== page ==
#4. “Get with the Program”
401(k) isn’t just a random combo of letters and numbers or formula from your high school chem class. It’s a legit retirement fund and it’s almost always (there are few exceptions) the smartest move you can make for “Future You.” The concept is a service your employer offers you, so some cash from each paycheck can be set aside and invested by a third party, before taxes have been taken out of it.
Since taxes aren’t paid on your 401(k) until the money is taken out at a date far, far away, it provides you with financial returns on larger investment than you would otherwise have if you put the money in the stock market directly from your post-tax paycheck. It’s free money, so take it.
#5. “Don’t Get The Stock Sweats”
Sure, we know the stock market crashed and Lehman went bankrupt while the key parts of your brain were being shaped in high school and college. But don’t let the cyclical turbulence of Wall Street scare you from the upside potential of investing at a young age. Unlike any point in history, there is more transparency and access to the world’s largest free market, and you should take advantage of this.
New apps like Robin Hood allow you to purchase individual stocks without a fee, while Scout Finance provides you with info on different stocks, and Betterment manages your investments as a robo-financial advisor at little cost. Before you tap your inner Warren Buffett though, make sure you’re comfortable with and understand the movements of Wall Street – and the best way to do this is exposing yourself to financial news each day like it’s your morning juice cleanse.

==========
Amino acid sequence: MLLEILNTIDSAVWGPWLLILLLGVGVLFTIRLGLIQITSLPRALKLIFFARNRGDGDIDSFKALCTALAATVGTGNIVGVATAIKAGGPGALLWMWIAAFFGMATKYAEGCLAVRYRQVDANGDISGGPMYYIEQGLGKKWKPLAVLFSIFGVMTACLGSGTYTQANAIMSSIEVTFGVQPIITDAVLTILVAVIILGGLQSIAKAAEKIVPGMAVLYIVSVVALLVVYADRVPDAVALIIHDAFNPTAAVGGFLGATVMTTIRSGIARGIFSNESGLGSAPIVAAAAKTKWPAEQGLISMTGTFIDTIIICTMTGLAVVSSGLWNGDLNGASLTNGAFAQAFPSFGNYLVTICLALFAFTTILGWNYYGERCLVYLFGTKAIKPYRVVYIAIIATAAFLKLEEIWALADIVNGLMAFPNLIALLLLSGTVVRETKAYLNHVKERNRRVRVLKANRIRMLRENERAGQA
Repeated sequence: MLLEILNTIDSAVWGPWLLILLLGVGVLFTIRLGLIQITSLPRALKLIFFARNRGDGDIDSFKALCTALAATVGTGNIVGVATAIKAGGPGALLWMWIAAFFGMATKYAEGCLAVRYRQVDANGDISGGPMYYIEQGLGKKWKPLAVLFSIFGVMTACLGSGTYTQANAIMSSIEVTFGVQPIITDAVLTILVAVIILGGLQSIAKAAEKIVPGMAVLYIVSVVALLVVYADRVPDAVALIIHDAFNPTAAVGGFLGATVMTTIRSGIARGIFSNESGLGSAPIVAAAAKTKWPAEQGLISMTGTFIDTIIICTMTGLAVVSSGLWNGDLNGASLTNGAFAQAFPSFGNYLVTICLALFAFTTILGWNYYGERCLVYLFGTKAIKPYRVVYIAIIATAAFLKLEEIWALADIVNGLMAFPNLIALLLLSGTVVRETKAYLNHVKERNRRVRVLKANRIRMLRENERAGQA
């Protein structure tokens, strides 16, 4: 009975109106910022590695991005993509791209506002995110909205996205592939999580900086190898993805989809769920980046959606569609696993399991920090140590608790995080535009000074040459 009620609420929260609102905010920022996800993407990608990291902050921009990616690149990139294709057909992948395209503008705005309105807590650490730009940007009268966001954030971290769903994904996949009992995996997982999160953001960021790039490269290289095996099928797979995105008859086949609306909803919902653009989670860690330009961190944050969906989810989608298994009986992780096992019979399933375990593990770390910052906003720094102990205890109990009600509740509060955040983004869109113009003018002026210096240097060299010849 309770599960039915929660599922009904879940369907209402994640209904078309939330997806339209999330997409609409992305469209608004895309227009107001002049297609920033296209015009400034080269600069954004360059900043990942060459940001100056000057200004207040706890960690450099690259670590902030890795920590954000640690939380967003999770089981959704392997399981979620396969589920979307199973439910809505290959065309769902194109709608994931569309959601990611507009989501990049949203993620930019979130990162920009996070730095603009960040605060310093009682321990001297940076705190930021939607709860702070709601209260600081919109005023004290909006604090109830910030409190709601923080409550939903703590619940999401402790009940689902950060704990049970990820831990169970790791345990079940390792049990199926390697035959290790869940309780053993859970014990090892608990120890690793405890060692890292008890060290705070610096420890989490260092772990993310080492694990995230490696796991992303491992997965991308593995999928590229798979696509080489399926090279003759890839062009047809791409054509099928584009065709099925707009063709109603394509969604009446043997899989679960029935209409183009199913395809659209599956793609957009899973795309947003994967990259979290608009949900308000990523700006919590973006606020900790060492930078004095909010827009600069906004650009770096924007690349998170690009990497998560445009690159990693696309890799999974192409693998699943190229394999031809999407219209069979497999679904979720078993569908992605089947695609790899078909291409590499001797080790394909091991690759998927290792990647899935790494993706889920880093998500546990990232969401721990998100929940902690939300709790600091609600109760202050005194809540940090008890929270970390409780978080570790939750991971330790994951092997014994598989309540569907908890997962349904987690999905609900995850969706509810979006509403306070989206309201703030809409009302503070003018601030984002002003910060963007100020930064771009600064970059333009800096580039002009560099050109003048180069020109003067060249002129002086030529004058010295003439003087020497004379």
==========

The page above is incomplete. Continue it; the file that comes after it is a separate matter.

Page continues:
#6: “Wise Up on Wall Street”
You can’t take a “Tinder” approach to investing – “swiping right” on a stock after ten seconds of reading its corporate profile isn’t a wise investment approach (and may not be the right relationship strategy either, come to think of it). Before jumping into the stock market pool, make sure you’ve read up on how to swim.
The 21st century media landscape is fragmented with thousands of sources of financial news – bedrocks like the US News & World Report on print, the WSJ printed online, Bloomberg streaming on the web, or CheddarTV to be streaming video on AppleTV, provide a rich variety of information minute-by-minute on stocks, bonds, and other financial products on which you can read up. By making digestion of financial news part of your daily routine, you’ll naturally prepare yourself to become an investor…even if your paycheck needs to grow a tad bit more.
We know the real world is hard – and not just because you can’t wear neon-colored clothing all day, everyday. But by mastering money management with these 6 financial keys, you’ll become the “Money Smart Millennial” your parents will be proud of (and appreciate not mooching off them).